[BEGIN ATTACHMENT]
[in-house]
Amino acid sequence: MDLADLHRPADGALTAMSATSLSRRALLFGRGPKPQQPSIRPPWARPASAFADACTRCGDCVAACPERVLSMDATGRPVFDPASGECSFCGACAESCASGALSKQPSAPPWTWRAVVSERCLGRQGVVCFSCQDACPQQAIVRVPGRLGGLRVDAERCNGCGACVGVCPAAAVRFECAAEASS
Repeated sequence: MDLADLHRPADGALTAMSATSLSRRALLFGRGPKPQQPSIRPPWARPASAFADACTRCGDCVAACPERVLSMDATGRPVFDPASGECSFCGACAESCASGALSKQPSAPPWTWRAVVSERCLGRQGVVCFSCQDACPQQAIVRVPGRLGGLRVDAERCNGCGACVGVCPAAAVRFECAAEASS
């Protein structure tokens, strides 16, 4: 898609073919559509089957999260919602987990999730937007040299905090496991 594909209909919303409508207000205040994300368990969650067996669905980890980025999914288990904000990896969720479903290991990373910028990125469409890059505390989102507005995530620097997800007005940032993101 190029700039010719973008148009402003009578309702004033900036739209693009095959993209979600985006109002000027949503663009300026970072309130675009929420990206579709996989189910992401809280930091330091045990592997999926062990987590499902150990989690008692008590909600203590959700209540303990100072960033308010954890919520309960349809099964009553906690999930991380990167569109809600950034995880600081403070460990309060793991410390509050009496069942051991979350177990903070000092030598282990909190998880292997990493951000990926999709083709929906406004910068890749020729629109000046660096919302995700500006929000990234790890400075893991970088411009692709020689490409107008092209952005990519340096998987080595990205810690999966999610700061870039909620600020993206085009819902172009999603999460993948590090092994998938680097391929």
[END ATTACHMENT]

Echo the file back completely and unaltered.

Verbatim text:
[in-house]
Amino acid sequence: MDLADLHRPADGALTAMSATSLSRRALLFGRGPKPQQPSIRPPWARPASAFADACTRCGDCVAACPERVLSMDATGRPVFDPASGECSFCGACAESCASGALSKQPSAPPWTWRAVVSERCLGRQGVVCFSCQDACPQQAIVRVPGRLGGLRVDAERCNGCGACVGVCPAAAVRFECAAEASS
Repeated sequence: MDLADLHRPADGALTAMSATSLSRRALLFGRGPKPQQPSIRPPWARPASAFADACTRCGDCVAACPERVLSMDATGRPVFDPASGECSFCGACAESCASGALSKQPSAPPWTWRAVVSERCLGRQGVVCFSCQDACPQQAIVRVPGRLGGLRVDAERCNGCGACVGVCPAAAVRFECAAEASS
């Protein structure tokens, strides 16, 4: 898609073919559509089957999260919602987990999730937007040299905090496991 594909209909919303409508207000205040994300368990969650067996669905980890980025999914288990904000990896969720479903290991990373910028990125469409890059505390989102507005995530620097997800007005940032993101 190029700039010719973008148009402003009578309702004033900036739209693009095959993209979600985006109002000027949503663009300026970072309130675009929420990206579709996989189910992401809280930091330091045990592997999926062990987590499902150990989690008692008590909600203590959700209540303990100072960033308010954890919520309960349809099964009553906690999930991380990167569109809600950034995880600081403070460990309060793991410390509050009496069942051991979350177990903070000092030598282990909190998880292997990493951000990926999709083709929906406004910068890749020729629109000046660096919302995700500006929000990234790890400075893991970088411009692709020689490409107008092209952005990519340096998987080595990205810690999966999610700061870039909620600020993206085009819902172009999603999460993948590090092994998938680097391929």